The people of San Francisco voted to toss three of the city’s school board members out on their ears after a pitched recall election – and Mayor London Breed sided with the parents, not the board. When even the Golden City has had enough progressive activism in its schools, what does that say for parents and leaders across the country?
School board President Gabriela López, Vice President Faauuga Moliga, and Commissioner Alison Collins became quite unpopular during the COVID-19 pandemic when it became clear woke politics were prioritized over the concerns of parents and well-being of students. Mayor Breed, a Democrat who has been a sharp critic of the three amigos, released a statement agreeing with the will of the people. “The voters of this city have delivered a clear message that the school board must focus on the essentials of delivering a well-run school system above all else,” she wrote. “San Francisco is a city that believes in the value of big ideas, but those ideas must be built on the foundation of a government that does the essentials well.”
Of the seven board members, only these three were eligible for recall, and each was up for re-election in November, anyway. Instead of being voted out and replaced by the people, those replacements will now be appointed by Mayor Breed, leading some to call the whole thing a waste of time and money. “This recall has not been about making sure all voices are being heard,” according to Julie Roberts-Phung of No School Board Recalls.
But for many, it’s well worth not waiting.
“The city of San Francisco has risen up and said this is not acceptable to put our kids last,” said one of the parents involved in launching the recall effort. “Talk is not going to educate our children, it’s action. It’s not about symbolic action, it’s not about changing the name on a school, it is about helping kids inside the school building read and learn math.”
San Franciscans started the recall effort in January 2021 after the school board voted to change the names of 44 schools that were named after Abraham Lincoln, George Washington, and others. The measure was brought to a vote because these public figures were linked to racism and sexism. Naturally, the move received no small amount of criticism.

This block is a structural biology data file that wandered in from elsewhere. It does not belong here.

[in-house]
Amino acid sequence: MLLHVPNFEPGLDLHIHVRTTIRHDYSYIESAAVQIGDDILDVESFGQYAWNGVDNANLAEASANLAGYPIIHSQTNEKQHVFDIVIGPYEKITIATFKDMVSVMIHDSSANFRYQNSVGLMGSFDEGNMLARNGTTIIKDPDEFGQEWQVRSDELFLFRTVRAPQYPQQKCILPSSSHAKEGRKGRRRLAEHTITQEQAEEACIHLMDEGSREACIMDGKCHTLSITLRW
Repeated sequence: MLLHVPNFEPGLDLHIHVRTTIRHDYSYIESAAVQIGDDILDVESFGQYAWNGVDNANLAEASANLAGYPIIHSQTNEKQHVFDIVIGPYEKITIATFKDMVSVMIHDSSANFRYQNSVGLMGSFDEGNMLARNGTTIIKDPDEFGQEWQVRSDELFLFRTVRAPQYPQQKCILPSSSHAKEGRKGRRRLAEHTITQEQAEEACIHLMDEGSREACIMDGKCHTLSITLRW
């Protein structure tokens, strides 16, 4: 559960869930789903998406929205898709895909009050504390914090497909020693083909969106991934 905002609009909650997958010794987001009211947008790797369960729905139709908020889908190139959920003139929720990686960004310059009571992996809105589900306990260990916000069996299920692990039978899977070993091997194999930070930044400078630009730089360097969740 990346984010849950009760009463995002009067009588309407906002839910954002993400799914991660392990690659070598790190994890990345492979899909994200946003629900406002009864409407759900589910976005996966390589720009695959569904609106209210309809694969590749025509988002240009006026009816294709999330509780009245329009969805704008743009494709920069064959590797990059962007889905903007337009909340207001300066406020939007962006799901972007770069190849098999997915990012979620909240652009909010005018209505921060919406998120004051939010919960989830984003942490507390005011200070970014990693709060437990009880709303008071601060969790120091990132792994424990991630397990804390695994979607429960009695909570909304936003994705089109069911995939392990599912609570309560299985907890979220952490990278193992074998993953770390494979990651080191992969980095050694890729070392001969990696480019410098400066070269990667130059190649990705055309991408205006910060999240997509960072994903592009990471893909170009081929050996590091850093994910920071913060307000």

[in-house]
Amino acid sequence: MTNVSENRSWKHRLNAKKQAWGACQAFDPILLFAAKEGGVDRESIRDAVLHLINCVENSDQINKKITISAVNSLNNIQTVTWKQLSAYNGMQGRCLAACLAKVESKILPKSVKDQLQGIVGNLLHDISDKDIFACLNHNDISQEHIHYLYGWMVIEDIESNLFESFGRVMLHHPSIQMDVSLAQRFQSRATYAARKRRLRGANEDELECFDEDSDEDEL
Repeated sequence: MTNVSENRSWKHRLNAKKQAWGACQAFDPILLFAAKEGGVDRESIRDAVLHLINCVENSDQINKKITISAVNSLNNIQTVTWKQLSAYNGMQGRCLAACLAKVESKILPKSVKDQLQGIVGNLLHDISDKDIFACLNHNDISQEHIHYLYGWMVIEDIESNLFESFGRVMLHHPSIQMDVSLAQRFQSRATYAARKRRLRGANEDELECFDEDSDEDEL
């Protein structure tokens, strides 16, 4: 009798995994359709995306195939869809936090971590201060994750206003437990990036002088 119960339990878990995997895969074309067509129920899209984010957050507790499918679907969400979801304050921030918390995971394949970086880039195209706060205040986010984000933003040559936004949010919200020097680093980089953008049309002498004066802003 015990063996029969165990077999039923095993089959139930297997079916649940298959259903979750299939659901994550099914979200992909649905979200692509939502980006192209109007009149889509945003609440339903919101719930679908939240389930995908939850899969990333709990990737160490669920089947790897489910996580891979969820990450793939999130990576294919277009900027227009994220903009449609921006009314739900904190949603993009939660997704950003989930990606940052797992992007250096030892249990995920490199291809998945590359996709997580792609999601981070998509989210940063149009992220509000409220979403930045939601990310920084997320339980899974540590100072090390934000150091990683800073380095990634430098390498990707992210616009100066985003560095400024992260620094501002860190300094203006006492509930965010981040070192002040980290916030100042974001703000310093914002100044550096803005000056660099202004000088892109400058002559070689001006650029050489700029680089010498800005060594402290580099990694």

While it is not surprising that some residents of San Francisco would be perturbed by the school board’s obvious lack of concern for the opinions of parents, the fact that the removal succeeded should give pause to those who follow these stories. Sure, the officials were not prioritizing important matters, but in a city that is so decidedly progressive, one could not be blamed for assuming it was not much of an issue. Instead, this story proves there’s only so much wokeism that even the woke can stomach.
The outcomes of the recall elections could also have broader implications nationally, given the fact that education is shaping up to be a top issue in the upcoming midterm elections. Debates over mask mandates, gender ideology, and Critical Race Theory abound, and they are only heating up. It might be appropriate, then, to look at this recall election in a similar fashion to Virginia’s gubernatorial race. Many members of the chattering class surmised that Glenn Youngkin’s win might give the nation a glimpse into how the November elections could shake out.
If San Francisco voters actually removed school board members for being overly zealous in their application of woke theology, what could this mean for other cities that are not quite as deep blue? School board elections are happening all over the country, and parents concerned about the material taught to their children daily are rebelling against progressive ideology being infused into the classroom. They are also fed up with mask mandates and school closures. If what happened in the Bay Area is any indication, there will likely be more school board members who are given their walking papers in the near future.
~ Read more from Jeff Charles.